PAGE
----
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Tobacco biofuel to solve energy/ environment crisis?

Baccy-burner cars, boilers to make nonsense of smoking ban

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Boffins in Philadelphia, America have come up with a radical new plan for biofuels. Rather than the cars of tomorrow running on various forms of alcohol, sunflower oil, algae etc, the scientists propose that they should instead be fuelled by burning tobacco.

"Tobacco is very attractive as a biofuel because the idea is to use plants that aren't used in food production," says Dr Vyacheslav Andrianov of Thomas Jefferson University.

"We have found ways to genetically engineer the plants so that their leaves express more oil. In some instances, the modified plants produced 20-fold more oil in the leaves."

It seems that typical baccy leaves contain 1.7 percent to 4 percent of oil as a proportion of dry weight. One gene modification tried out by Andrianov and his colleagues gave 6.8 percent of oil per dry weight.

Production of oil in the leaves is seen as the big trick. Tobacco seed oil has already been tried out in diesel engines, but baccy doesn't produce enough seeds to be useful - just 600kg per acre. However it is a "high-biomass" plant overall, once the leaves are included.

"Based on these data, tobacco represents an attractive and promising 'energy plant' platform, and could also serve as a model for the utilization of other high-biomass plants for biofuel production," says Andrianov, whose paper is soon to be published in the Plant Biotechnology Journal.

Baccy power would seem likely to suffer from the same issues as any other "first generation" or crop biofuel, however, despite Andrianov's optimism. Biofuels typically require the use of huge amounts of farmland to supply energy on the scale required by modern industrial civilisation, and this would still be the case with tobacco. Food might not be taken directly out of the market to make fuel, as happens with corn-based alcohols, but in the event of baccy power becoming a mainstream idea one might expect farmland to be switched from food production to tobacco. This would lead to starvation and deforestation just as ordinary biofuels do.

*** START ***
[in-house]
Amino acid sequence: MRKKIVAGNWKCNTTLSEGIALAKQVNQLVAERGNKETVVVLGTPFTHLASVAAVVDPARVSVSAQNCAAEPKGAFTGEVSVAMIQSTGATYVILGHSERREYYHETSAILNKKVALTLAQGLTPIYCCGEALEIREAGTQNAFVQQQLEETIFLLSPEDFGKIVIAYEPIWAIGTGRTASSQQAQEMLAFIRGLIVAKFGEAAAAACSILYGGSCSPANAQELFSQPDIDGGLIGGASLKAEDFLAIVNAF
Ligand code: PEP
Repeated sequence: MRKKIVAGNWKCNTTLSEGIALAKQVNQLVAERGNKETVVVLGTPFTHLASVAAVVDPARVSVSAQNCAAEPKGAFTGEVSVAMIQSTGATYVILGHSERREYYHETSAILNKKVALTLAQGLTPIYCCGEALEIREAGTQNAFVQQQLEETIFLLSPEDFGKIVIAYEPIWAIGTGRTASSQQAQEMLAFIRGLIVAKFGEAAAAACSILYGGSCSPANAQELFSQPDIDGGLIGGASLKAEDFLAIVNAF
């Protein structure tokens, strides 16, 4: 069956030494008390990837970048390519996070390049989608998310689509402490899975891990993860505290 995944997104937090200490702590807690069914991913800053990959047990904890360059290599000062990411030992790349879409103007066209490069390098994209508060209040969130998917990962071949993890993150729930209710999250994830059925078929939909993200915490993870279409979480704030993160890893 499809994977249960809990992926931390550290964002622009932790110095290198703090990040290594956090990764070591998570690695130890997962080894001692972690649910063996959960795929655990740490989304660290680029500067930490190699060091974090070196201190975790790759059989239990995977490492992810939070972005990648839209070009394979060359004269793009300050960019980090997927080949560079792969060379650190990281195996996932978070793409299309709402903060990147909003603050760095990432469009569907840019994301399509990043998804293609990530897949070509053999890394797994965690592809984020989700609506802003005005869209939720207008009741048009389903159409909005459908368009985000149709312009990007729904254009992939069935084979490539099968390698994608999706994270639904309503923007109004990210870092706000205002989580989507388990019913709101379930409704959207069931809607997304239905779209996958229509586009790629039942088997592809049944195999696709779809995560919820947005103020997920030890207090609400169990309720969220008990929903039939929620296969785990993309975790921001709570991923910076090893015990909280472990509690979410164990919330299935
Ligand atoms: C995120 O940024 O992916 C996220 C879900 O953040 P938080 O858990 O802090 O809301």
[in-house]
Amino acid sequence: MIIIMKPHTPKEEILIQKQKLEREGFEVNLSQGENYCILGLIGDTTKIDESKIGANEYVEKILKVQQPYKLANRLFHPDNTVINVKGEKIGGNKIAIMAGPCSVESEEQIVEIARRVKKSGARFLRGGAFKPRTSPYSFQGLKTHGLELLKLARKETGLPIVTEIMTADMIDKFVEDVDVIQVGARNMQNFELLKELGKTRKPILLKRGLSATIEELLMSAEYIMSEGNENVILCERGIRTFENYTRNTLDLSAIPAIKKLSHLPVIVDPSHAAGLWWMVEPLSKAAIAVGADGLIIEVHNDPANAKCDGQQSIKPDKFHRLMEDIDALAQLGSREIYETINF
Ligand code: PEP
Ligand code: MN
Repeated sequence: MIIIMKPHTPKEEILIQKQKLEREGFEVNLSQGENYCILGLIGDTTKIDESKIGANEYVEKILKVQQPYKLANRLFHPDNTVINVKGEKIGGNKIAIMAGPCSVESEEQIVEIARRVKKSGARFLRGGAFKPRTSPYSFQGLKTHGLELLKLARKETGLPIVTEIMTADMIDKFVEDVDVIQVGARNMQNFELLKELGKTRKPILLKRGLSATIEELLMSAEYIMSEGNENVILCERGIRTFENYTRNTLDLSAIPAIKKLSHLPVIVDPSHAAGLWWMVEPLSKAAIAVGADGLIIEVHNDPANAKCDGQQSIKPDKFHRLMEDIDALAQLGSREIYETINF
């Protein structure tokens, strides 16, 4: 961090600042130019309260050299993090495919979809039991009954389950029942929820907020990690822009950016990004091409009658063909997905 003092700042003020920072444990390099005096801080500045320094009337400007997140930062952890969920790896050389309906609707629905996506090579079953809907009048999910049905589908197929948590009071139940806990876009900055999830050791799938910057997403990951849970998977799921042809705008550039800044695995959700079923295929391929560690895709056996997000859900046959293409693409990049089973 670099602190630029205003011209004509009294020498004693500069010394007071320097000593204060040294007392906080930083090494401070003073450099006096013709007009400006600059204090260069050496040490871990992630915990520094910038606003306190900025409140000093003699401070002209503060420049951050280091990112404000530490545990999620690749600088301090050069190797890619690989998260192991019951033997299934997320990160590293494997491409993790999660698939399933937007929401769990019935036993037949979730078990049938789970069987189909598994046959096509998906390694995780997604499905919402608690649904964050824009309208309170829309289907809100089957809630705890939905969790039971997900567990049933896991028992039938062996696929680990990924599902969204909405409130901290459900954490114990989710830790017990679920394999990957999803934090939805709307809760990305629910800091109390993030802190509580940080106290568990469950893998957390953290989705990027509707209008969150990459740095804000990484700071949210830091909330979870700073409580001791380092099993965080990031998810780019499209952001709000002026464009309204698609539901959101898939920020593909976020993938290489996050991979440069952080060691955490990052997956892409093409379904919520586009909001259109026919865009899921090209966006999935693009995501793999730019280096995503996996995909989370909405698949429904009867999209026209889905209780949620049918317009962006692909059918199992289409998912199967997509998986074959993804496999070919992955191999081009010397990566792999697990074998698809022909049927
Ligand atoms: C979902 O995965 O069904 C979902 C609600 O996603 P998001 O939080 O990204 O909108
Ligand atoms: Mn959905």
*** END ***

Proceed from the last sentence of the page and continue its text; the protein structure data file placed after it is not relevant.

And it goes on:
This is why many people keen to see biofuels succeed - for instance the aviation industry - prefer to focus on "second generation" feedstocks such as algae or jatropha, which could perhaps be grown in unused areas such as seas or deserts. Tobacco certainly doesn't fall into this class, however.

Tobacco farmers might still find the idea of an alternative, subsidised biofuel market pleasing in today's smoking-ban-swept world, though, just as US corn farmers and their powerful political allies do. And the nicotine-enslaved victims of the smoking bans would perhaps be on-side too, pleased at the idea of every car, train, home boiler etc puffing out clouds of delicious carcinogenic smoke. ®

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